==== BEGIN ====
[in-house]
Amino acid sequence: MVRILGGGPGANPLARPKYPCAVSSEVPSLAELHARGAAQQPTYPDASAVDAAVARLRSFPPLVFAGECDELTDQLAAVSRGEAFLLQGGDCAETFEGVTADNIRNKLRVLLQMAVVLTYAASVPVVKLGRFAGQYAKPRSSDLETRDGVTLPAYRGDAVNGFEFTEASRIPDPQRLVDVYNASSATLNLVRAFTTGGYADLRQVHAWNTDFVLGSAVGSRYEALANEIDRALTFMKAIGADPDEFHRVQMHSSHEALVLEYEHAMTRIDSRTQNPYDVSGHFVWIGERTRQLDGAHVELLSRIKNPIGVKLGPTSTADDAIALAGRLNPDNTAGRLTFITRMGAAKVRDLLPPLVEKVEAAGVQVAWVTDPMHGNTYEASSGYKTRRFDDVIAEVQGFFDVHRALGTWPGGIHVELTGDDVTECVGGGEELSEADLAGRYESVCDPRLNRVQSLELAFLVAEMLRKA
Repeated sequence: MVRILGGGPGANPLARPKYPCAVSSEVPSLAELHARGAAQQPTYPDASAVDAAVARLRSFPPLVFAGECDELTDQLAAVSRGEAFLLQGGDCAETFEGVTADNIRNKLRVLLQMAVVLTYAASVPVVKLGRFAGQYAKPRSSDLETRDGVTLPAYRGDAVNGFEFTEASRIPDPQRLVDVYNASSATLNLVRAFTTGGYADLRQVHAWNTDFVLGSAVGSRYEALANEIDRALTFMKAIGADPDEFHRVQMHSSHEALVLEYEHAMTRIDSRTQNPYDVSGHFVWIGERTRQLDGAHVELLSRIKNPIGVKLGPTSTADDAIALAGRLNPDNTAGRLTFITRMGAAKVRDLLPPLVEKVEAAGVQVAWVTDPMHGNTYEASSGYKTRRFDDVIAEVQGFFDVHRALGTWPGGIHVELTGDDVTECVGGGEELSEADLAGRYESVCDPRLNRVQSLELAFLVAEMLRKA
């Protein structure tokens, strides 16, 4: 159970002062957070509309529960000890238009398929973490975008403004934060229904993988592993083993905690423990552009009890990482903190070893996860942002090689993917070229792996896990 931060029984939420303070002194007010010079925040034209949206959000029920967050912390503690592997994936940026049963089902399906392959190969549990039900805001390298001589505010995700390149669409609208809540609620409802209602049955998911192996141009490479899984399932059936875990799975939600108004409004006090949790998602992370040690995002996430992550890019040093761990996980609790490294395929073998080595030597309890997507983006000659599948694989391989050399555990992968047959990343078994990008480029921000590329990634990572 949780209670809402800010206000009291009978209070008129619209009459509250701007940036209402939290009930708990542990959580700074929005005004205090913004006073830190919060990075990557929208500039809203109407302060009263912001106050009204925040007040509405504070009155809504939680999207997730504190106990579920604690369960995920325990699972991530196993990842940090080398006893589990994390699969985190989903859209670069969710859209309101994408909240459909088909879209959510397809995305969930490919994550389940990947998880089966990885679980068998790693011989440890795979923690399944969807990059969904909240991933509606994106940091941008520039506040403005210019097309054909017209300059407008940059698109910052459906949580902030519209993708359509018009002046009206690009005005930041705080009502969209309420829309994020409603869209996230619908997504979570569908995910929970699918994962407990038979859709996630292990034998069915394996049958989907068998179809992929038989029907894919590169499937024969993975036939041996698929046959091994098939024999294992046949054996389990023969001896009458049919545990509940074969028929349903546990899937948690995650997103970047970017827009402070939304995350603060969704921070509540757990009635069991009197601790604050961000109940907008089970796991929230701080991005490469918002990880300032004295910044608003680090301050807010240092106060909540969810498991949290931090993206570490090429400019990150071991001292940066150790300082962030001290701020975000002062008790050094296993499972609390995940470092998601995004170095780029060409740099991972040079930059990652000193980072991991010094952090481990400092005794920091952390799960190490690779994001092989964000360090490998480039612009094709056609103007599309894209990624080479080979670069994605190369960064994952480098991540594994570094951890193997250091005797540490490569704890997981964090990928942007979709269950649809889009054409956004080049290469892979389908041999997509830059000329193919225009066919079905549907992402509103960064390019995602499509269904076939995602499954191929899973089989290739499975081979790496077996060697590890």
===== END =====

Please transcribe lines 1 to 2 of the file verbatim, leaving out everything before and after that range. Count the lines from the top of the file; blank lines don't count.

[in-house]
Amino acid sequence: MVRILGGGPGANPLARPKYPCAVSSEVPSLAELHARGAAQQPTYPDASAVDAAVARLRSFPPLVFAGECDELTDQLAAVSRGEAFLLQGGDCAETFEGVTADNIRNKLRVLLQMAVVLTYAASVPVVKLGRFAGQYAKPRSSDLETRDGVTLPAYRGDAVNGFEFTEASRIPDPQRLVDVYNASSATLNLVRAFTTGGYADLRQVHAWNTDFVLGSAVGSRYEALANEIDRALTFMKAIGADPDEFHRVQMHSSHEALVLEYEHAMTRIDSRTQNPYDVSGHFVWIGERTRQLDGAHVELLSRIKNPIGVKLGPTSTADDAIALAGRLNPDNTAGRLTFITRMGAAKVRDLLPPLVEKVEAAGVQVAWVTDPMHGNTYEASSGYKTRRFDDVIAEVQGFFDVHRALGTWPGGIHVELTGDDVTECVGGGEELSEADLAGRYESVCDPRLNRVQSLELAFLVAEMLRKA